Steve Connor: The drugs are expensive. The cost of not using them is higher

Share
Related Topics

It is nearly 30 years since the discovery of the Aids virus and a vaccine seems as far away as ever. In its absence, education and condoms were considered the only viable way of preventing the spread of HIV.

And yet, each year, some 2.7 million more people are infected with HIV. Far from being quelled, the Aids epidemic is growing, particularly in Southern Africa where a pernicious strain of the virus leads to "hypertransmitters".

Scientists are increasingly turning to antiretroviral drugs – the one great success story of Aids research – as a prophylactic against the spread of HIV. The Harvard study at Mochudi in Botswana tries to target HIV-carriers in the "acute" phase of the infection, when they have high levels of virus in their bloodstream.

Another study, involving the South African Centre for Epidemiological Modelling and Analysis, is proposing to give antiretroviral drugs to all HIV-positive men and women to prevent or lower the risk of viral transmission.

Researchers say anti-retrovirals decrease the concentration of the virus in the body by 10,000 times, which probably translates into a 25-fold reduction in infectiousness. Some scientists believe that if everyone with HIV in Africa took antiretrovirals, the epidemic could be gone within a generation, because each infected person would infect on average less than one other person, instead of the additional five or six infected at present.

The cost, estimated to be £2.5bn a year for South Africa alone, may appear high. But the cost of not doing it, and having to deal with an ever-growing number of Aids cases, could turn out to be a lot greater, financially and in human misery.

React Now

Latest stories from i100
Have you tried new the Independent Digital Edition apps?
iJobs Job Widget
iJobs General

Ampersand Consulting LLP: Systems Developer (C/C++, Ruby/ Perl) - £40k

£40000 per annum + Benefits: Ampersand Consulting LLP: Systems Developer (C/C+...

Recruitment Genius: IT Systems Manager

£22000 - £28000 per annum: Recruitment Genius: An experienced Systems Manager ...

Recruitment Genius: Rockstar Sales Executive - OTE £65,000

£25000 - £65000 per annum: Recruitment Genius: This successful, VC-funded star...

Austen Lloyd: Commercial Property Lawyer - Cheshire

Excellent Salary: Austen Lloyd: CHESHIRE MARKET TOWN - An exciting and rare o...

Day In a Page

Read Next
 

Daily catch-up: sculpture, silly jokes and a guide to solving all engineering problems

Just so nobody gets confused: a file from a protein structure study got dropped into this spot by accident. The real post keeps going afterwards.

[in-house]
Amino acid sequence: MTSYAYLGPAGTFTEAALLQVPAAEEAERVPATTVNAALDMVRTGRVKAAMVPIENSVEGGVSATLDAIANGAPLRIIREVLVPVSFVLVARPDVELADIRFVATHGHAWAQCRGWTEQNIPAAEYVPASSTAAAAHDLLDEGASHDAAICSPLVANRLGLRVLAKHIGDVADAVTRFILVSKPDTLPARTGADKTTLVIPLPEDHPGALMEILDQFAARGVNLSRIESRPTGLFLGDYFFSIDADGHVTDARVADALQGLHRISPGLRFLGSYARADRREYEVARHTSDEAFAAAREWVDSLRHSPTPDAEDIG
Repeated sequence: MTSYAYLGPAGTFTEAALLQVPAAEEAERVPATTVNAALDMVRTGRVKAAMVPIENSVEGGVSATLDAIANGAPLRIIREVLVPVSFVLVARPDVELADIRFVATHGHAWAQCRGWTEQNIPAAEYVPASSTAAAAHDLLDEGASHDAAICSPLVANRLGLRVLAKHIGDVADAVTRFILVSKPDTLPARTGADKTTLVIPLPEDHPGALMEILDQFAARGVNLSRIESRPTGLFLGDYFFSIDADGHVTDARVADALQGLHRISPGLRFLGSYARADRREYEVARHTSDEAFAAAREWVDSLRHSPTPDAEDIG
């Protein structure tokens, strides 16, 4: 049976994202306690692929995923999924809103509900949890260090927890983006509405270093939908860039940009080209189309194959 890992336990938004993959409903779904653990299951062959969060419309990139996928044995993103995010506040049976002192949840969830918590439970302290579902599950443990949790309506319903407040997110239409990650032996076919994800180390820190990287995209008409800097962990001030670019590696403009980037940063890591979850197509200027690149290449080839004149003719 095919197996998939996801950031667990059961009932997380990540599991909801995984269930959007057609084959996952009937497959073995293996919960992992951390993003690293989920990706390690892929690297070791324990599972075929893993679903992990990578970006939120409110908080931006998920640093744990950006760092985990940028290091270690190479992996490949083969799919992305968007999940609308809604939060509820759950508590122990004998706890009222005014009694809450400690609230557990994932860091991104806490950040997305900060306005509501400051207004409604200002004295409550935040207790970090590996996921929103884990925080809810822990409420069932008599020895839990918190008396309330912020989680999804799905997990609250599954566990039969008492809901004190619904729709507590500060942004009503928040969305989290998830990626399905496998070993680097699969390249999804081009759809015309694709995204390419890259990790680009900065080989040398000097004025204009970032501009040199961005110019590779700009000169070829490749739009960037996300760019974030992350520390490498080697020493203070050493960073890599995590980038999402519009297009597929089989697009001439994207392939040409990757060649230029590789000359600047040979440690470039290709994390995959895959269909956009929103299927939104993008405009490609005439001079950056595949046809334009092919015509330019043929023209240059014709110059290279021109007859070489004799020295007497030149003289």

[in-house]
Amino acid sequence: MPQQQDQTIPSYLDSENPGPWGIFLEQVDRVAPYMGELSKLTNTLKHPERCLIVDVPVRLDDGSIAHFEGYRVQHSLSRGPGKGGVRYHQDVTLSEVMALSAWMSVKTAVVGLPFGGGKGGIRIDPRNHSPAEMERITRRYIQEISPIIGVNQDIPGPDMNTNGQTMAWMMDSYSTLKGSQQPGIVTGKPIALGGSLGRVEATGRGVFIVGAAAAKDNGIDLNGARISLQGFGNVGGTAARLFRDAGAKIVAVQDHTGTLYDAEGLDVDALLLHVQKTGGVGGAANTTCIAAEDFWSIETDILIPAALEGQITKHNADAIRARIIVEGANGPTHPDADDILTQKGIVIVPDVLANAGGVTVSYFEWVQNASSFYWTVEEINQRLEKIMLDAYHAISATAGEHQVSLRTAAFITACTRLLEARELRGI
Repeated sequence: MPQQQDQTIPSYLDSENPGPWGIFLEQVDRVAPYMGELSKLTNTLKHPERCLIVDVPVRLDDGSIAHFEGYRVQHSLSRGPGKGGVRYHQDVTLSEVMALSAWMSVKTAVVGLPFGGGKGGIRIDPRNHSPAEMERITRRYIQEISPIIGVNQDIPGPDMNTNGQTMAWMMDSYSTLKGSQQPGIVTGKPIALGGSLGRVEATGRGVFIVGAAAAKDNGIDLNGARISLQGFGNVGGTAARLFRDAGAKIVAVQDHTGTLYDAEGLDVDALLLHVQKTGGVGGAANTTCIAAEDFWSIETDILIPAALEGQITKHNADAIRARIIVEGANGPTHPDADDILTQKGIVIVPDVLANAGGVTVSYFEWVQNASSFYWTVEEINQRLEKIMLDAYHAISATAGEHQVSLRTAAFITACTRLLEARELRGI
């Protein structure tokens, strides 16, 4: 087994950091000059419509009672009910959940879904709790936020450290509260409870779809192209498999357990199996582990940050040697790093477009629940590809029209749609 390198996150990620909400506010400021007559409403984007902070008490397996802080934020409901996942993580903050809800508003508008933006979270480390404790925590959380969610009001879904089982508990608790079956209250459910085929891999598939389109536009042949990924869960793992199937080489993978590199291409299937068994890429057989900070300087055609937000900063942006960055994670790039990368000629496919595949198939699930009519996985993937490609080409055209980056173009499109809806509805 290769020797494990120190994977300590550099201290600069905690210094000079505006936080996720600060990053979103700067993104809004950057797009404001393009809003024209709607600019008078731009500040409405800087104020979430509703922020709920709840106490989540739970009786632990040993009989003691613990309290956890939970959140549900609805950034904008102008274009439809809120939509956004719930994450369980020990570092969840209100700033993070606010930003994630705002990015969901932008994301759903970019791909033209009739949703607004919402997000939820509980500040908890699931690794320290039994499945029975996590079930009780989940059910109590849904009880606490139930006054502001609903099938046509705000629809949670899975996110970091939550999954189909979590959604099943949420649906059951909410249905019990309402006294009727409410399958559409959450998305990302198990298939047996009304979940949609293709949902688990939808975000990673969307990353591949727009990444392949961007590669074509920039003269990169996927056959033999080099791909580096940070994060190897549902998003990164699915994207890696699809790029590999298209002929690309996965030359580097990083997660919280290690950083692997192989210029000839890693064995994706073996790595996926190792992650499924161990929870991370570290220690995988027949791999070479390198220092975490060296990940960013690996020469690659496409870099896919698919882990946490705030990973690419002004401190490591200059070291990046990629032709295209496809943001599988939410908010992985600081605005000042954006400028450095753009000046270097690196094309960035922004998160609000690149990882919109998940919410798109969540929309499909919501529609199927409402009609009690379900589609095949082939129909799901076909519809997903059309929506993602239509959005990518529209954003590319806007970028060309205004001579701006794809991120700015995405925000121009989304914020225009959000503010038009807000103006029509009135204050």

John Rentoul
Michael Brown was shot and killed by police in August  

Ferguson: Sad truth is that Michael Brown was killed because he was a black man

Bonnie Greer
Homeless Veterans Christmas Appeal: Drifting and forgotten - turning lives around for ex-soldiers

Homeless Veterans Christmas Appeal: Turning lives around for ex-soldiers

Our partner charities help veterans on the brink – and get them back on their feet
Putin’s far-right ambition: Think-tank reveals how Russian President is wooing – and funding – populist parties across Europe to gain influence in the EU

Putin’s far-right ambition

Think-tank reveals how Russian President is wooing – and funding – populist parties across Europe to gain influence in the EU
Tove Jansson's Moominland: What was the inspiration for Finland's most famous family?

Escape to Moominland

What was the inspiration for Finland's most famous family?
Nightclubbing with Richard Young: The story behind his latest book of celebrity photographs

24-Hour party person

Photographer Richard Young has been snapping celebrities at play for 40 years. As his latest book is released, he reveals that it wasn’t all fun and games
Michelle Obama's school dinners: America’s children have a message for the First Lady

A taste for rebellion

US children have started an online protest against Michelle Obama’s drive for healthy school meals by posting photos of their lunches
Colouring books for adults: How the French are going crazy for Crayolas

Colouring books for adults

How the French are going crazy for Crayolas
Jack Thorne's play 'Hope': What would you do as a local politician faced with an impossible choice of cuts?

What would you do as a local politician faced with an impossible choice of cuts?

Playwright Jack Thorne's latest work 'Hope' poses the question to audiences
Ed Harcourt on Romeo Beckham and life as a court composer at Burberry

Call me Ed Mozart

Paloma Faith, Lana del Ray... Romeo Beckham. Ed Harcourt has proved that he can write for them all. But it took a personal crisis to turn him from indie star to writer-for-hire
10 best stocking fillers for foodies

Festive treats: 10 best stocking fillers for foodies

From boozy milk to wasabi, give the food-lover in your life some extra-special, unusual treats to wake up to on Christmas morning
Phil Hughes head injury: He had one weakness – it has come back to haunt him

Phil Hughes had one weakness – it has come back to haunt him

Prolific opener had world at his feet until Harmison and Flintoff bounced him
'I have an age of attraction that starts as low as four': How do you deal with a paedophile who has never committed a crime?

'I am a paedophile'

Is our approach to sex offenders helping to create more victims?
How bad do you have to be to lose a Home Office contract?

How bad do you have to be to lose a Home Office contract?

Serco given Yarl’s Wood immigration contract despite ‘vast failings’
Green Party on the march in Bristol: From a lost deposit to victory

From a lost deposit to victory

Green Party on the march in Bristol
Putting the grot right into Santa's grotto

Winter blunderlands

Putting the grot into grotto
'It just came to us, why not do it naked?' London's first nude free runner captured in breathtaking images across capital

'It just came to us, why not do it naked?'

London's first nude free runner captured in breathtaking images across capital